By Philip Elmer-DeWitt
October 11, 2014

OK, I’ve read the court papers filed last week by GT Advanced Technologies in a New Hampshire bankruptcy court.

Not much was revealed about where Apple’s chief supplier of sapphire crystal went wrong, except that GT (GTAT) now finds “oppressive and burdensome” the terms of a contract it happily signed less than a year ago.

But Mark Hibben, writing in Seeking Alpha about the GT “debacle,” has a plausible narrative — and a pretty smart take on where Apple has to go from here.

For Hibben it starts with GT’s announcement in May that it was building a new generation of furnaces capable of producing 40% larger sapphire boules.

My working hypothesis,” he writes, “is that GTAT committed to the larger experimental furnaces for the Mesa plant, and this is how they got themselves into trouble. They built the larger furnaces assuming that they would realize production scale economies and then discovered that the quality of the sapphire produced by the furnaces wouldn’t meet Apple’s requirements.”

Meanwhile Apple still has a watch to build.

I doubt there are other sapphire suppliers that could step in to fill the void,” writes Hibben. “The main raison d’etre for a company to build a facility such as Mesa is that existing manufacturing infrastructure is inadequate. This is above and beyond whatever cost savings GTAT might have promised and which I doubt Apple was willing to take on faith.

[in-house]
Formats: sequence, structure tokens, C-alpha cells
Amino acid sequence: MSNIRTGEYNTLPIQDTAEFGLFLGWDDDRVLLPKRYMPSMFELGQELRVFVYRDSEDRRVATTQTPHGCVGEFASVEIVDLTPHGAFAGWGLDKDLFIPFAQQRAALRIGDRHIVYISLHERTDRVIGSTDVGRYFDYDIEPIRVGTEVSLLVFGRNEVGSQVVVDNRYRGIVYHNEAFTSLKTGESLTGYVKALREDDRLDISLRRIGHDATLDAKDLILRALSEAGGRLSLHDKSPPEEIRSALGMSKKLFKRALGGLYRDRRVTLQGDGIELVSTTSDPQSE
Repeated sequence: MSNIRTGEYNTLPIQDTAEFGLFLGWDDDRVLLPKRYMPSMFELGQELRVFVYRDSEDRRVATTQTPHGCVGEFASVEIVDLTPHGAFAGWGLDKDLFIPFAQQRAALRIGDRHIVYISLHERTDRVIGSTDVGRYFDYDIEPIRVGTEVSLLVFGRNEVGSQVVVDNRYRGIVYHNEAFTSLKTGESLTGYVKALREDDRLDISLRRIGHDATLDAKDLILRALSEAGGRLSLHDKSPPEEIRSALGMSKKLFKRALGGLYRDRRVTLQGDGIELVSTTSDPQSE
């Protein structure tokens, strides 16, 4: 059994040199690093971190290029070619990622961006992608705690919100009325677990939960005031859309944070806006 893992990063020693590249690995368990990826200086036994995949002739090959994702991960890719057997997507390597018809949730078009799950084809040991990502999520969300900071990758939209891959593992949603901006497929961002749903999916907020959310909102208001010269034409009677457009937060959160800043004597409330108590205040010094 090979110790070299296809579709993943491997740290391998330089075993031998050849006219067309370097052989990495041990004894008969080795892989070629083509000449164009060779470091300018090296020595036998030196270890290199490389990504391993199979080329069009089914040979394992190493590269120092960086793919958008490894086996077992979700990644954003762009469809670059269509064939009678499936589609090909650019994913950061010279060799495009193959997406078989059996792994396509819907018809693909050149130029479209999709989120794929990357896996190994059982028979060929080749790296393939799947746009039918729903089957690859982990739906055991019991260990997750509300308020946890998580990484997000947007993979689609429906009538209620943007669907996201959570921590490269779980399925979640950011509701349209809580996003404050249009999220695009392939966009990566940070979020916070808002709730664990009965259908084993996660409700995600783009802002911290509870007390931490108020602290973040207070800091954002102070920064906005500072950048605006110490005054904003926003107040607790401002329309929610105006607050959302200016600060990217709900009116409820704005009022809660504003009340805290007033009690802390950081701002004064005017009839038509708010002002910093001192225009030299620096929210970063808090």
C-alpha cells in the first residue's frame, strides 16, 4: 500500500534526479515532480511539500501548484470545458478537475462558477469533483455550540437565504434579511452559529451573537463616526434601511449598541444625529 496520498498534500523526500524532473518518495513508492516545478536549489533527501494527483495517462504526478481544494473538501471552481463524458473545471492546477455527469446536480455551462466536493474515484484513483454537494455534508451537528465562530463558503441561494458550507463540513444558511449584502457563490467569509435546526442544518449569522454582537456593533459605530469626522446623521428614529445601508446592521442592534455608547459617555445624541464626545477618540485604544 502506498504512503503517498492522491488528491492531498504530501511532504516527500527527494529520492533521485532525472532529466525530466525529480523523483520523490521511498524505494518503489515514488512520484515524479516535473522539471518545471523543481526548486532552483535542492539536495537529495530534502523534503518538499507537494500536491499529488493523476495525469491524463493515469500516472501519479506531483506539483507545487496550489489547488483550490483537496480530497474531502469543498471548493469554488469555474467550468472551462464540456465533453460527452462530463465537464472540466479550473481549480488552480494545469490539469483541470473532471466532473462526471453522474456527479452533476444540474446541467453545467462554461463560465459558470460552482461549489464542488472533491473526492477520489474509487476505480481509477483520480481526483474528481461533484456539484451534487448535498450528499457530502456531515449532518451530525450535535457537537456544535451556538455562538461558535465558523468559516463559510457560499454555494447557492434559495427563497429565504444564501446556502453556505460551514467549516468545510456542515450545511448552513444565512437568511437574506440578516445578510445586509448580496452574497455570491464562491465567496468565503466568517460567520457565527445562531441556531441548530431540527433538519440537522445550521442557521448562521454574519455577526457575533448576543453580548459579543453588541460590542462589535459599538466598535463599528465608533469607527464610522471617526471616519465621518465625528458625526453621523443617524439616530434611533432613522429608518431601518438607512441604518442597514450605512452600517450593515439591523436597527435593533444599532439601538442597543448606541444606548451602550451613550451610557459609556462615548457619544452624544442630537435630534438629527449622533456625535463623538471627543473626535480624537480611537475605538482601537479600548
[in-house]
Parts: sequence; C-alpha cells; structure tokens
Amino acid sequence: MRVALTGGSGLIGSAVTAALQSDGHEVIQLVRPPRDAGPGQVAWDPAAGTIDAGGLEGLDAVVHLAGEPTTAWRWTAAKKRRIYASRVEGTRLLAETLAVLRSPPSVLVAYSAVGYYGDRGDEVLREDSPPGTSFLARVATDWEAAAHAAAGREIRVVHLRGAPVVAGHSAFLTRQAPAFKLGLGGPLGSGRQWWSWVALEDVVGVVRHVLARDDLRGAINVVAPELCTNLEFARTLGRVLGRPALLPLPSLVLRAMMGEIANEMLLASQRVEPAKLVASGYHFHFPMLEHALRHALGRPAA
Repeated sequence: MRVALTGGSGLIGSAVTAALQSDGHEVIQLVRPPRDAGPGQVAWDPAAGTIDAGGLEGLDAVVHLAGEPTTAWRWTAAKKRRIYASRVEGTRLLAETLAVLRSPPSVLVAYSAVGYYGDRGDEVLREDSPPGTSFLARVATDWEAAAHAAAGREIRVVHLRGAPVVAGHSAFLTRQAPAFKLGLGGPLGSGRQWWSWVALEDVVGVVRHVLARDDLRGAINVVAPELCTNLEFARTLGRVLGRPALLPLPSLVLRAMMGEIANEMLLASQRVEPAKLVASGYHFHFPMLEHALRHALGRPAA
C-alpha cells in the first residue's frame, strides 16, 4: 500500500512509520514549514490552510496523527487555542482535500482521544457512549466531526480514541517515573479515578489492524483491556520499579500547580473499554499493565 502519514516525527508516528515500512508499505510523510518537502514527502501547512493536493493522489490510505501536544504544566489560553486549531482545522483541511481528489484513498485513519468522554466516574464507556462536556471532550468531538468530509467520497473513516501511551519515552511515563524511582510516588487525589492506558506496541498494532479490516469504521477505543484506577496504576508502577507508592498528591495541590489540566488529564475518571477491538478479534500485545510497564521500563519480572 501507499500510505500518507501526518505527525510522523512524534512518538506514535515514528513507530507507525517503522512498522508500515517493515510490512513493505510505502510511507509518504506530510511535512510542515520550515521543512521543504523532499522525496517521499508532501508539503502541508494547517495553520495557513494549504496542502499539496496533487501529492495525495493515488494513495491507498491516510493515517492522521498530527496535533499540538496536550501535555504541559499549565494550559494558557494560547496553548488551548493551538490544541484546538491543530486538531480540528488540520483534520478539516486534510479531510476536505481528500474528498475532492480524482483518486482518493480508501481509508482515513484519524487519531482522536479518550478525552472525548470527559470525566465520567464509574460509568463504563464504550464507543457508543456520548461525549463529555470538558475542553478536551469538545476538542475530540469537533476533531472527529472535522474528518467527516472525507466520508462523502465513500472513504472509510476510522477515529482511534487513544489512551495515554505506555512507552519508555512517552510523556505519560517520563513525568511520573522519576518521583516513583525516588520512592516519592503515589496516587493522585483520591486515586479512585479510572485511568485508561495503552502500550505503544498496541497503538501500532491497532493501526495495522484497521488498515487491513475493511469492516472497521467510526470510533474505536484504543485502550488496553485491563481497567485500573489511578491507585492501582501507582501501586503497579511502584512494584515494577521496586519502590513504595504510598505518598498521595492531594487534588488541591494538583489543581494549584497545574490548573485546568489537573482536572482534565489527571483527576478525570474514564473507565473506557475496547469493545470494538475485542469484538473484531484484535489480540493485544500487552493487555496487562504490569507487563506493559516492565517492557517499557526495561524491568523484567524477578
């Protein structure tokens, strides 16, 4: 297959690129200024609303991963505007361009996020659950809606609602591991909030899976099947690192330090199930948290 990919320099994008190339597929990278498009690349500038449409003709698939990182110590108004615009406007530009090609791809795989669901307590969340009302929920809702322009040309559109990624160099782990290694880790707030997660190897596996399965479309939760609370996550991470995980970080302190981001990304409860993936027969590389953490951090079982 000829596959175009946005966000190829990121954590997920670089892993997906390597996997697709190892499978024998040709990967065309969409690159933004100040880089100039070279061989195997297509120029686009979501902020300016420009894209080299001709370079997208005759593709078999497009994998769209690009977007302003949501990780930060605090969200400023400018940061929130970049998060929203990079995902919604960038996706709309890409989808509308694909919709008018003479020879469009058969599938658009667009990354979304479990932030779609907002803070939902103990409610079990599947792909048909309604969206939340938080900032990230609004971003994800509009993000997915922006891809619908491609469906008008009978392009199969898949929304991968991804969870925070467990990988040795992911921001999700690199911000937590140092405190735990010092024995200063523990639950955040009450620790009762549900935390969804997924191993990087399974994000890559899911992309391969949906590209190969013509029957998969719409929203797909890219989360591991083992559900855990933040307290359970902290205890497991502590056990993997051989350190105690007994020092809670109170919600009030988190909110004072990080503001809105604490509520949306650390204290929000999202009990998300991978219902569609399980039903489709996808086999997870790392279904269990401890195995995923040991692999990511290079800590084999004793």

“So I don’t think Apple has much choice but to bring the herd under control, and Apple’s statement about preserving jobs at Mesa indicates that they’ve already realized that they can’t walk away from the plant. Apple never wanted to be in the sapphire optics business, but now it is whether it likes it or not.

“GTAT’s request to wind down the plant may in effect be a ploy to extract more capital investment from Apple, and Apple may have no choice but to go along. Apple will want outright ownership of the furnaces, if it doesn’t already own them, but this is no bargain for Apple. It may not be possible to make the furnaces work, no matter how much money is spent trying to fix them.

“The alternative may be to replace the furnaces with smaller production furnaces with proven capability from, you guessed it, GTAT. If this whole thing is starting to look like a deft manipulation of Apple to you, well, that’s the way it looks to me as well. Apple could well end up spending over $1 billion equipping Mesa before they get usable sapphire.”

Hibben points out that the low end of the Watch line, Watch Sport, isn’t in jeopardy because it doesn’t use sapphire. But the models with sapphire crystals — the steel and gold Apple Watches — may be delayed.

See: The GT Advanced Technologies Debacle: Where Does Apple Go From Here.

One last thing: According to GT, the nondisclosure agreement it signed with one of its creditors called for a penalty of $50 million for each violation.

That’s one way to enforce a code of silence.

Follow Philip Elmer-DeWitt on Twitter at @philiped. Read his Apple (AAPL) coverage at fortune.com/ped or subscribe via his RSS feed.

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